Dell has announced it is updating the XPS 13 with the just announced 8th generation Kaby Lake refresh. While we’re still waiting for 10nm chips to launch, the latest Kaby Lake ultramobile processors are more than just a speed bump, with the latest CPUs being the first in Intel’s popular 15-Watt Core lineup to offer four cores and eight threads.

Specifications of Intel Core i5/i7 U-series CPUs
7th Generation 8th Generation
  Cores Freq +
L3 Price   Cores Freq +
L3 Price
i7-7660U 2/4 2.5/4.0 GHz 4 MB $415 i7-8650U 4/8 1.9/4.2 GHz 8 MB $409
i7-7560U 2.4/3.8 GHz $415 i7-8550U 1.8/4.0 GHz $409
i5-7360U 2/4 2.3/3.6 GHz 3 MB $304 i5-8350U 4/8 1.7/3.6 GHz 6 MB $297
i5-7260U 2.2/3.4 GHz $304 i5-8250U 1.6/3.4 GHz $297

Dell is claiming the latest XPS 13 is 44% faster than the outgoing XPS 9360, and that falls in-line with the speed bump Intel has been promising as well. Dell is making this comparison with BAPCo’s SYSmark 2014 SE, which does attempt to replicate real-world use cases, so this should be an impressive update.

Other than the new CPU, the rest of the XPS 13 stays the same, and that’s not a problem at all. The XPS 13 continues to offer both a 1920x1080 FHD model, with Dell claiming up to 22 hours of battery life, and a QHD+ model (3200x1800) with touch, that gets less. The XPS 13 is one of the smallest 13-inch notebooks around, and really pioneered the thin bezel revolution we’ve seen other manufacturers exploit as well.

The new XPS 13 with 8th Generation Intel Core processors will be available starting with the Core i7 model on September 12th starting at $1399.99, and more configurations will be available in October, which should get closer to the starting price of the i3 model at $799.99.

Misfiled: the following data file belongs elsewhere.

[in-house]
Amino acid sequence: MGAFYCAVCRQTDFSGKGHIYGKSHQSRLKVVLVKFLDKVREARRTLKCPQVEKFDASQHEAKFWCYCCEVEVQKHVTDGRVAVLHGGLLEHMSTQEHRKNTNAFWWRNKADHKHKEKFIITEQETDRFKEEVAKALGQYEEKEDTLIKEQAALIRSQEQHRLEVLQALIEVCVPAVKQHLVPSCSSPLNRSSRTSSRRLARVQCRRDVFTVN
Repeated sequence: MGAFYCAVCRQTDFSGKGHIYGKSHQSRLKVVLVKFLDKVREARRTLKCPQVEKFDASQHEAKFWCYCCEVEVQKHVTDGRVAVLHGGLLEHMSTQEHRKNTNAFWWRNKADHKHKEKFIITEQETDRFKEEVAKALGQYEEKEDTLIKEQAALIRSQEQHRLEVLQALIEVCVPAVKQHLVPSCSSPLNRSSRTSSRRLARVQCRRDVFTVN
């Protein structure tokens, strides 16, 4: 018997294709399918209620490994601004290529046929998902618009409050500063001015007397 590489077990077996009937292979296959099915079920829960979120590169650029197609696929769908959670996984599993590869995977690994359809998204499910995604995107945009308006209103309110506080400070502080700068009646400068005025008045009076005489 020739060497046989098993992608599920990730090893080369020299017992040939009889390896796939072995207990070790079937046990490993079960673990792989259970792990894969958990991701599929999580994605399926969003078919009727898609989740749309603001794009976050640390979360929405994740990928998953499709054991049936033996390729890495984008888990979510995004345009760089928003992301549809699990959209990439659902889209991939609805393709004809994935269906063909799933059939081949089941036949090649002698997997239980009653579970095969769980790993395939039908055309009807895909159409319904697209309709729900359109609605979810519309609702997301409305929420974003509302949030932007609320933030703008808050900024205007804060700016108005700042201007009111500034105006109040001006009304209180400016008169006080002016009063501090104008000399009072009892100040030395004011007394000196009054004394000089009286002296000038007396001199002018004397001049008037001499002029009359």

Source: Dell

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  • kenansadhu - Tuesday, August 29, 2017 - link

    Hi there. Can anyone tell me why they sell different processors (with one being better than the other) with the same price? I've been wondering about this for a while. Thanks!
  • ace24 - Tuesday, August 29, 2017 - link

    Lower base/boost clocks probably allow for designs that need less cooling, better battery life or both. Also, don't think OEM's actually pay the publicly listed prices -- the slower chips are almost certainly cheaper in actual negotiated pricing.
  • twotwotwo - Wednesday, August 30, 2017 - link

    On ARK the TDP, etc. for both SKUs looked the same. I like your observation about OEMs though; it totally seems plausible the public prices are only the same because they aren't the prices that matter.
  • Rickyxds - Wednesday, August 30, 2017 - link

    Monopoly! Hahaha thanks AMD for come back
  • XZerg - Wednesday, August 30, 2017 - link

    You have to look at full specs. most likely the cause would be lower power (watt) profile and thus running cooler and requiring less cooling solution. the other difference could be other features such as vpro, ...
  • anactoraaron - Tuesday, August 29, 2017 - link

    So Intel was sitting on this for how long? Content with rebadging 2 core chips with little improvement year to year because they had no competition? Thank you, AMD. Your chips will power my next few builds. Hopefully we will see widespread adoption of AMD chips in notebooks by next year.
  • ddriver - Wednesday, August 30, 2017 - link

    Not really, they had mobile quads for a while.
  • Azune - Wednesday, August 30, 2017 - link

    Not at 15 Watts though.
  • HStewart - Wednesday, August 30, 2017 - link

    Yes in dead - this is significant with almost 50% performance increase and still 15watts.

    This is way of future not huge monstrous CPU's that bring me back to day when I built a Pentium Pro machine.
  • Nozuka - Wednesday, August 30, 2017 - link

    You could also blame AMD that Intel was able to slack off for years....

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